A Michigan gem merchant who claims he tipped the FBI on the location of Osama bin Laden’s secret compound in Pakistan eight years before his killing has hired a high-powered Chicago law firm to help him go after the $25 million reward offered for the terrorist’s capture.
Tom Lee, 63, of Grand Rapids, “accurately reported” to an FBI special agent in 2003 that bin Laden was hiding in a compound in Abbottabad, Pakistan, according to a letter sent in August to FBI Director James Comey by an attorney for the Loevy & Loevy firm.
Lee, a U.S. citizen of Egyptian descent, said he learned of the complex’s location from a Pakistani intelligence agent who told him he had personally escorted bin Laden and his family from Peshawar to Abbottabad. The agent was a member of an anti-Al Qaeda family who had done business with Lee for decades, according to the letter.
Lee claimed he relayed the information to a U.S. customs agent who had previously worked with Lee on investigations into corruption in the international gem trade. Lee and the customs agent later met with an FBI agent who wrote a report of the interview, the letter stated.
Bin Laden was killed in May 2011 during a raid by U.S. special forces on a heavily fortified compound in Abbottabad.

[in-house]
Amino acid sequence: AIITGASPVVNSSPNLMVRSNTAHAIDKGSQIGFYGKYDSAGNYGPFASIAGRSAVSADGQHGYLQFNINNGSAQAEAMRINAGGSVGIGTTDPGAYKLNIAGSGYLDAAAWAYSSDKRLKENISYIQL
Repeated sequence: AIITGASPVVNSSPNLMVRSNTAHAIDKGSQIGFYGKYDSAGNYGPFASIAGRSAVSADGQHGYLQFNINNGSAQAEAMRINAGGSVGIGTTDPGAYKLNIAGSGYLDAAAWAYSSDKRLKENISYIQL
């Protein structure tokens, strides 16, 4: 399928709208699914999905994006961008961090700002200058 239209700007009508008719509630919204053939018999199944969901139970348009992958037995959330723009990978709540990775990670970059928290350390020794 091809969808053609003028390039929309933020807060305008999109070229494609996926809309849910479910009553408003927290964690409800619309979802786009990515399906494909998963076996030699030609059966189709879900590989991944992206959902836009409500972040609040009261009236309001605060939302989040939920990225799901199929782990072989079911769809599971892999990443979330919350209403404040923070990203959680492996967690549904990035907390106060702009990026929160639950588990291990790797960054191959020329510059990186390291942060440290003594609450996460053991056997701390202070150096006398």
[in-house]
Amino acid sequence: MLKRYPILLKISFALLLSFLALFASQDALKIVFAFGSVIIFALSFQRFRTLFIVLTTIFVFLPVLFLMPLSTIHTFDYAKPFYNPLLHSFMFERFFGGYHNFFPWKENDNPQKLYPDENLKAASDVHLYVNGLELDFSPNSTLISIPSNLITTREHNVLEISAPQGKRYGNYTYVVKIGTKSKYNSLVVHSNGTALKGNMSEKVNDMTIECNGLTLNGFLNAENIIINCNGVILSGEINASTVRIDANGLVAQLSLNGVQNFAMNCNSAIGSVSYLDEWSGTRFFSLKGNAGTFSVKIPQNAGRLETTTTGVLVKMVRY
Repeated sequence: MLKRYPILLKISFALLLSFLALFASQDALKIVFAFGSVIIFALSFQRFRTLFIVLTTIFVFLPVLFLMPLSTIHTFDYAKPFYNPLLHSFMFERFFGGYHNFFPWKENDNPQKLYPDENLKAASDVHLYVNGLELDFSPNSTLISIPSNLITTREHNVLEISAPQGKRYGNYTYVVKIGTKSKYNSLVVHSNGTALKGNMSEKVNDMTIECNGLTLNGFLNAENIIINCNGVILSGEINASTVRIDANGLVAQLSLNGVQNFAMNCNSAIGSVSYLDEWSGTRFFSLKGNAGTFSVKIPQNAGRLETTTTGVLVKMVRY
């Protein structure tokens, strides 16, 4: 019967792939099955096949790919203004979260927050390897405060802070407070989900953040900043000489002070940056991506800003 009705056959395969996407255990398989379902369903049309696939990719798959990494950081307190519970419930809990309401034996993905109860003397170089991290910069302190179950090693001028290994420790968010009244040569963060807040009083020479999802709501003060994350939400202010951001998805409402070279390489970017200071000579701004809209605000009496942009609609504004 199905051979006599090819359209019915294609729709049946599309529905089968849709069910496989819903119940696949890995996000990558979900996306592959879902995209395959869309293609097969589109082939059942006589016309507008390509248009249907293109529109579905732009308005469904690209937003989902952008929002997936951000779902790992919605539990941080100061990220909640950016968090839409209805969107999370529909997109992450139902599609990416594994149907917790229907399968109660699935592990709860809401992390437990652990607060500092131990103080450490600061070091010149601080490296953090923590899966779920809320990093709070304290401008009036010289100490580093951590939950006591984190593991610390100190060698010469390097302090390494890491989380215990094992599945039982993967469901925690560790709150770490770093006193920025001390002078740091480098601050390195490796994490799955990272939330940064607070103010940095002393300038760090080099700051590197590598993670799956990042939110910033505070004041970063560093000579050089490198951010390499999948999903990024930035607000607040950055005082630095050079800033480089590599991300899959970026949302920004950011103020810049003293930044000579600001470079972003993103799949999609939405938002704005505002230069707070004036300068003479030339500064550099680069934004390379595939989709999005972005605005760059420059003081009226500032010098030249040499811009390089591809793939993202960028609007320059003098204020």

The letter requested the full $25 million reward offered by the U.S. State Department’s Rewards for Justice Program for the “capture or conviction” of bin Laden.
“Once Mr. Lee learned that U.S. forces had killed Osama bin Laden in the precise location he had identified…in 2003, (he) made numerous attempts to contact the Grand Rapids FBI field office in order to claim his reward,” the letter stated. “Unfortunately, all of Mr. Lee’s communications to that office have gone unanswered to date, as has his electronic submission to the FBI via its web site.”
An FBI representative in Washington was not immediately available to comment.
After the 2011 raid, several U.S. officials were quoted in news articles that the reward would not be paid because the compound was located through electronic intelligence pieced together by field operatives, not an informant. Lee’s account also differs from numerous published reports that the bin Laden compound may not have even been constructed until 2005. Some news reports quoted U.S. officials as saying it was believed bin Laden didn’t move to the complex until early 2006.
According to the letter, Lee has been an international gem merchant for more than 40 years and founded the Gem River Corporation, which has counted among its board members William Ruckelshaus, the former acting director of the FBI and U.S. deputy attorney general.
Lee did not respond to calls seeking comment this afternoon.